Most projects have one or two significant aspects in which custom work or clever execution is showcased, but this Music Box Hole Punching Machine by [Josh Sheldon] and his roommate [Matt] is a delight on many levels. Not only was custom hardware made to automate punching holes in long spools of paper for feeding through a music box, but a software front end to process MIDI files means that in a way, this project is really a MIDI-to-hand-cranked-music-box converter. What a time to be alive.
The hole punch is an entirely custom-made assembly, and as [Josh] observes, making a reliable hole punch turns out to be extremely challenging. Plenty of trial and error was involved, and the project’s documentation as well as an overview video go into plenty of detail. Don’t miss the music box version of “Still Alive”, either. Both are embedded below.
Some people collect stamps, some collect barbed wire, and some people even collect little bits of silicon and plastic. But the charmingly named [videoschmideo] collects memories, mostly of his travels around the world with his wife. Trinkets and treasures are easy to keep track of, but he found that storing the audio clips he collects a bit more challenging. Until he built this audio memory chest, that is.
Granted, you might not be a collector of something as intangible as audio files, and even if you are, it seems like Google Drive or Dropbox might be the more sensible place to store them. But the sensible way isn’t always the best way, and we really like this idea. Starting with what looks like an old card catalog file — hands up if you’ve ever greedily eyed a defunct card catalog in a library and wondered if it would fit in your shop for parts storage — [videoschmideo] outfitted 16 drawers with sensors to detect when they’re opened. Two of the drawers were replaced by speaker grilles, and an SD card stores all the audio files. When a drawer is opened, a random clip from that memory is played while you look through the seashells, postcards, and what-have-yous. Extra points for using an old-school typewriter for the drawer labels, and for using old card catalog cards for the playlists.
This is a simple idea, but a powerful one, and we really like the execution here. This one manages to simultaneously put us in the mood for some world travel and a trip to a real library.
What did you do in high school? Chances are it wasn’t anywhere near as cool as turning a reed organ into a MIDI device. And even if you managed to pull something like that off, did you do it by mechanically controlling all 88 keys? Didn’t think so.
A reed organ is a keyboard instrument that channels moving air over sets of tuned brass reeds to produce notes. Most are fairly complex affairs with multiple keyboards and extra controls, but the one that [Willem Hillier] scored for free looks almost the same as a piano. Even with the free instrument [Willem] is about $500 into this project. Almost half of the budget went to the solenoids and driver MOSFETs — there’s a solenoid for each key, after all. And each one required minor surgery to reduce the clicking and clacking sounds that don’t exactly contribute to the musical experience. [Willem] designed custom driver boards for the MOSFETs with 16 channels per board, and added in a couple of power supplies to feed all those hungry solenoids and the three Arduinos needed to run the show. The video below shows the organ being stress-tested with the peppy “Flight of the Bumblebee”; there’s nothing wrong with a little showing off.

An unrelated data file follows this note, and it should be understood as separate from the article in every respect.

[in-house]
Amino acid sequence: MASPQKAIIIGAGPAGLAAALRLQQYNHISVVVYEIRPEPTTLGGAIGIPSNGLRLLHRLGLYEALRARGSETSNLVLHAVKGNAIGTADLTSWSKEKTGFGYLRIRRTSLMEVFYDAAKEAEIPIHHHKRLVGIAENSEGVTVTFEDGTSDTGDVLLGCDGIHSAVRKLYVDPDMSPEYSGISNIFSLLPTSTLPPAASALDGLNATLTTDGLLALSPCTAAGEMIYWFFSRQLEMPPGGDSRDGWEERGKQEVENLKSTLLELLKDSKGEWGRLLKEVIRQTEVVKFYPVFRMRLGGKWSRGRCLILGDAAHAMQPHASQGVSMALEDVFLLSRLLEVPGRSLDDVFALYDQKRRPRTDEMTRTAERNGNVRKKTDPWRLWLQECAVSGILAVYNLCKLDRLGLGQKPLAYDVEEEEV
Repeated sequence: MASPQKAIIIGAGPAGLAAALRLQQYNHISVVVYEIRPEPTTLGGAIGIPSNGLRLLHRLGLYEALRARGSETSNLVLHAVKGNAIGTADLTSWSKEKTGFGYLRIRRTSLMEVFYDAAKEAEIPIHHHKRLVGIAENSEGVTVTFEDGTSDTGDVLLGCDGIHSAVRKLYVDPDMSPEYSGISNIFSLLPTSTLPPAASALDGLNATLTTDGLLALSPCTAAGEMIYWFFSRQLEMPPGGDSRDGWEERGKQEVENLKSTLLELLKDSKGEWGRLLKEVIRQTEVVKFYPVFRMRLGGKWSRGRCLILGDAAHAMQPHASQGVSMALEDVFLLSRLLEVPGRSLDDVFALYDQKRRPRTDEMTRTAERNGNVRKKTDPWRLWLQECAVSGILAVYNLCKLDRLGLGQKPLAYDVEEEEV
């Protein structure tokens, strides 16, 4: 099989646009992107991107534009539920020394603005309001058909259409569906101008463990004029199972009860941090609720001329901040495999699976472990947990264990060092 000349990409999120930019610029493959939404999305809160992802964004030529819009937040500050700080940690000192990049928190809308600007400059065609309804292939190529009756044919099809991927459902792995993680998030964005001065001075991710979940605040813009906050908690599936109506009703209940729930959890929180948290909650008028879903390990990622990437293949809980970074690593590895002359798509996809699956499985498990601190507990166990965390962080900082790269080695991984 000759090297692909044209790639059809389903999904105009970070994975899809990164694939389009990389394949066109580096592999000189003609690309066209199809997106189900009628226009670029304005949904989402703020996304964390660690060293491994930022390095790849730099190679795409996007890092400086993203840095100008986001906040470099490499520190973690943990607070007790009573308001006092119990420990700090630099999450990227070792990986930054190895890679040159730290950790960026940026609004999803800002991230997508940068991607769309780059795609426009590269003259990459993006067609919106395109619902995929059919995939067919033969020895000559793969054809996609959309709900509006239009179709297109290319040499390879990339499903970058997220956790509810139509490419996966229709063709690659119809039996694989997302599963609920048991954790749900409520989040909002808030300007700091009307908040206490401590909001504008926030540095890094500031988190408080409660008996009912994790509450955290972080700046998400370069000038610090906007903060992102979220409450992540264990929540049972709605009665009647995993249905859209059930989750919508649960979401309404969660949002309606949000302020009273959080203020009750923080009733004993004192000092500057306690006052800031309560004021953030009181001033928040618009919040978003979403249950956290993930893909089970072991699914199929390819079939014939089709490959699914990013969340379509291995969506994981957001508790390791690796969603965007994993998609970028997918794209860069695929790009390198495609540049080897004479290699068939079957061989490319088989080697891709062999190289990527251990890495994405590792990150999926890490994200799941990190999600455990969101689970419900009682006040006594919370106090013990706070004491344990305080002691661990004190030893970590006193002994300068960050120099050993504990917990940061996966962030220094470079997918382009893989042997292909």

For automobiles, especially motorcycles, auxiliary lighting that augments the headlights can be quite useful, particularly when you need to drive/ride through foggy conditions and poorly lit or unlit roads and dirt tracks. Most primary lighting on vehicles still relies on tungsten filament lamps which have very poor efficiency. The availability of cheap, high-efficiency LED modules helps add additional lighting to the vehicle without adding a lot of burden on the electrical supply. If you want to add brightness control, you need to either buy a dimmer module, or roll your own. [PatH] from WhiskeyTangoHotel choose the latter route, and built a super simple LED controller for his KLR650 bike.
He chose a commonly available 18 W light bar module containing six 3 W LEDs. He then decided to build a microcontroller based dimmer to offer 33%, 50% and 100% intensities. And since more code wasn’t going to cost him anything extra, he added breathing and strobe modes. The hardware is as barebones as possible, consisting of an Arduino Nano, linear regulator, power MOSFET and control switch, with a few discretes thrown in. The handlebar mounted control switch is a generic motorcycle accessory that has two push buttons (horn, headlight) and a slide switch (turn indicators). One cycles through the various brightness modes on the pushbutton, while the slide switch activates the Strobe function. A status indicator LED is wired up to the Nano and installed on the handlebar control switch. It provides coded flashes to indicate the selected mode.
It’s a pity that the “breathing” effect is covered under a patent, at least for the next couple of years, so be careful if you plan to use that mode while on the road. And the Strobe mode — please don’t use it — like, Ever. It’s possible to induce a seizure which won’t be nice for everyone involved. Unless you are in a dire emergency and need to attract someone’s attention for help.